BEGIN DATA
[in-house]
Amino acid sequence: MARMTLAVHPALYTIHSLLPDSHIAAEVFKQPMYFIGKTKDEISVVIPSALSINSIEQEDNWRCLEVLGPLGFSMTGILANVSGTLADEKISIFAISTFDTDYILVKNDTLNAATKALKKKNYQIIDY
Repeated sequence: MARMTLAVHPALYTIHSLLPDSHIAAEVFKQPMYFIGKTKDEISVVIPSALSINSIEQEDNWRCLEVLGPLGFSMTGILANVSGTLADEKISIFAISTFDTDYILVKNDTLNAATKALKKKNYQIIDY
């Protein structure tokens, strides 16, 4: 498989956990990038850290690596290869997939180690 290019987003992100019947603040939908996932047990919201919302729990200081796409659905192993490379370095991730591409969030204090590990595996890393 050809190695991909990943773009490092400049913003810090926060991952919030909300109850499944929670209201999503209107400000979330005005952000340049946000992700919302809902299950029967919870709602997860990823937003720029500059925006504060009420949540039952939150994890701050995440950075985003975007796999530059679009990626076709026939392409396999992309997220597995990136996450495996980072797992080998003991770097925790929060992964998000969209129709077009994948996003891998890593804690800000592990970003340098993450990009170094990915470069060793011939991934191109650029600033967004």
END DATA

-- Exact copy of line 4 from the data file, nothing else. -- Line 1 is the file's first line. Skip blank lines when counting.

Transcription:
């Protein structure tokens, strides 16, 4: 498989956990990038850290690596290869997939180690 290019987003992100019947603040939908996932047990919201919302729990200081796409659905192993490379370095991730591409969030204090590990595996890393 050809190695991909990943773009490092400049913003810090926060991952919030909300109850499944929670209201999503209107400000979330005005952000340049946000992700919302809902299950029967919870709602997860990823937003720029500059925006504060009420949540039952939150994890701050995440950075985003975007796999530059679009990626076709026939392409396999992309997220597995990136996450495996980072797992080998003991770097925790929060992964998000969209129709077009994948996003891998890593804690800000592990970003340098993450990009170094990915470069060793011939991934191109650029600033967004």